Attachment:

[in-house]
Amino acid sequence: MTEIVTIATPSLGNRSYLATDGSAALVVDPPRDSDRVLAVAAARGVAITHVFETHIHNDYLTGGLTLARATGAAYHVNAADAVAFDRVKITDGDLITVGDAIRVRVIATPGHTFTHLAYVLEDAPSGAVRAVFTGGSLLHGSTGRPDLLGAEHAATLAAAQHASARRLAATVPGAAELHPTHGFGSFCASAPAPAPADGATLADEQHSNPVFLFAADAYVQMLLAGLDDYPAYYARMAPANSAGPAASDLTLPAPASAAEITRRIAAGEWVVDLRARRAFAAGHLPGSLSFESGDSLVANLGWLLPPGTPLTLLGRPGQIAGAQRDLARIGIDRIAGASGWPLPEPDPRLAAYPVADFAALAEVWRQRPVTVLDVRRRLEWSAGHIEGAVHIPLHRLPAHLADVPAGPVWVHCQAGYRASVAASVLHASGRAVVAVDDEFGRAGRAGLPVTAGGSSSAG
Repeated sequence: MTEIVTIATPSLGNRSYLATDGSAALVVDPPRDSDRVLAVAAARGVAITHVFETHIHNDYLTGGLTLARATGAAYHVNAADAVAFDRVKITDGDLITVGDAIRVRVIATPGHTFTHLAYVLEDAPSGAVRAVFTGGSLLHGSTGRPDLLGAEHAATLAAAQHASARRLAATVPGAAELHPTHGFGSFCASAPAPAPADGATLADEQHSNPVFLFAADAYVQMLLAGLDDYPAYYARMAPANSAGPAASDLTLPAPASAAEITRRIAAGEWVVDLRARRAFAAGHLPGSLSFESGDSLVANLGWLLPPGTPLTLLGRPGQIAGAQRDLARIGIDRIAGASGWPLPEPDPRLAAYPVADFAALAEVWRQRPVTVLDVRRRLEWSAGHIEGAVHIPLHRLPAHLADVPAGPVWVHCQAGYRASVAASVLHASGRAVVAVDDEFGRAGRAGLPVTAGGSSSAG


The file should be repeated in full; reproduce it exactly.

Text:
[in-house]
Amino acid sequence: MTEIVTIATPSLGNRSYLATDGSAALVVDPPRDSDRVLAVAAARGVAITHVFETHIHNDYLTGGLTLARATGAAYHVNAADAVAFDRVKITDGDLITVGDAIRVRVIATPGHTFTHLAYVLEDAPSGAVRAVFTGGSLLHGSTGRPDLLGAEHAATLAAAQHASARRLAATVPGAAELHPTHGFGSFCASAPAPAPADGATLADEQHSNPVFLFAADAYVQMLLAGLDDYPAYYARMAPANSAGPAASDLTLPAPASAAEITRRIAAGEWVVDLRARRAFAAGHLPGSLSFESGDSLVANLGWLLPPGTPLTLLGRPGQIAGAQRDLARIGIDRIAGASGWPLPEPDPRLAAYPVADFAALAEVWRQRPVTVLDVRRRLEWSAGHIEGAVHIPLHRLPAHLADVPAGPVWVHCQAGYRASVAASVLHASGRAVVAVDDEFGRAGRAGLPVTAGGSSSAG
Repeated sequence: MTEIVTIATPSLGNRSYLATDGSAALVVDPPRDSDRVLAVAAARGVAITHVFETHIHNDYLTGGLTLARATGAAYHVNAADAVAFDRVKITDGDLITVGDAIRVRVIATPGHTFTHLAYVLEDAPSGAVRAVFTGGSLLHGSTGRPDLLGAEHAATLAAAQHASARRLAATVPGAAELHPTHGFGSFCASAPAPAPADGATLADEQHSNPVFLFAADAYVQMLLAGLDDYPAYYARMAPANSAGPAASDLTLPAPASAAEITRRIAAGEWVVDLRARRAFAAGHLPGSLSFESGDSLVANLGWLLPPGTPLTLLGRPGQIAGAQRDLARIGIDRIAGASGWPLPEPDPRLAAYPVADFAALAEVWRQRPVTVLDVRRRLEWSAGHIEGAVHIPLHRLPAHLADVPAGPVWVHCQAGYRASVAASVLHASGRAVVAVDDEFGRAGRAGLPVTAGGSSSAG